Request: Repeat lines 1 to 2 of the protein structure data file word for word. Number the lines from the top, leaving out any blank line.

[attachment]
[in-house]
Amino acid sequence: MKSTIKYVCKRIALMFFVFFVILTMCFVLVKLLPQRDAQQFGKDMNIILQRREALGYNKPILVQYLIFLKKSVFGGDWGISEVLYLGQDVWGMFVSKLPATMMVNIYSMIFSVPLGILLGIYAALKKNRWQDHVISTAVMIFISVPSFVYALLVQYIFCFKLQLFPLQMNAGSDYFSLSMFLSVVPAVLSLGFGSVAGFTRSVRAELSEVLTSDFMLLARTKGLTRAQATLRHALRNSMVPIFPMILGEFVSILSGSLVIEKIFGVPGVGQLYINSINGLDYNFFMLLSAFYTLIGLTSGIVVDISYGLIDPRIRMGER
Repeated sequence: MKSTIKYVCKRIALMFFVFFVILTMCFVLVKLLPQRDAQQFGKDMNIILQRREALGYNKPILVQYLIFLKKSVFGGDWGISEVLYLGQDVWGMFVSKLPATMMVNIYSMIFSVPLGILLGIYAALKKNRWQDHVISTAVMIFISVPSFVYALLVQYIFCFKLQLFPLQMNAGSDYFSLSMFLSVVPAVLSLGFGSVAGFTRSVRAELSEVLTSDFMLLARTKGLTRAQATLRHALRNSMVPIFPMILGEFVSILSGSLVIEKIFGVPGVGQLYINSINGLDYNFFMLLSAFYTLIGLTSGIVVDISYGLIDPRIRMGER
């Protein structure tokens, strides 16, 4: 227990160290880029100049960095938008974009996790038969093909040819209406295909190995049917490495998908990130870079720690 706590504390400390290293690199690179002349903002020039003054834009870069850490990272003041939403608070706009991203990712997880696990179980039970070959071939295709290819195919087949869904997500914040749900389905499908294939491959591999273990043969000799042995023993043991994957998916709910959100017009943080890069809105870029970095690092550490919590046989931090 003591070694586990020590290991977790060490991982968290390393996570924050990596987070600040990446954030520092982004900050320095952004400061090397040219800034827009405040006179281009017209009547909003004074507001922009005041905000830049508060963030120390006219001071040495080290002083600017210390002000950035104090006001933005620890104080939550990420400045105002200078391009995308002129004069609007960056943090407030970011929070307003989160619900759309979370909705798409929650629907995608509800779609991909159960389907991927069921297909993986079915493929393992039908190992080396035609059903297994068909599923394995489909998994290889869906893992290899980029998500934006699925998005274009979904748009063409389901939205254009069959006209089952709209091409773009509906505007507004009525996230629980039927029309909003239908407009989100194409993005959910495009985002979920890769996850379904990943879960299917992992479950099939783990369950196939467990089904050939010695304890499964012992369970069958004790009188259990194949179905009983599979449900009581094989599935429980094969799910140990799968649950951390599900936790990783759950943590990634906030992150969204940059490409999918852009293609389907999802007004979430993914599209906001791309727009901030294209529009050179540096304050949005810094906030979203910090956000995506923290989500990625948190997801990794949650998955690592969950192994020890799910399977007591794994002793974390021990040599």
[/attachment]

[in-house]
Amino acid sequence: MKSTIKYVCKRIALMFFVFFVILTMCFVLVKLLPQRDAQQFGKDMNIILQRREALGYNKPILVQYLIFLKKSVFGGDWGISEVLYLGQDVWGMFVSKLPATMMVNIYSMIFSVPLGILLGIYAALKKNRWQDHVISTAVMIFISVPSFVYALLVQYIFCFKLQLFPLQMNAGSDYFSLSMFLSVVPAVLSLGFGSVAGFTRSVRAELSEVLTSDFMLLARTKGLTRAQATLRHALRNSMVPIFPMILGEFVSILSGSLVIEKIFGVPGVGQLYINSINGLDYNFFMLLSAFYTLIGLTSGIVVDISYGLIDPRIRMGER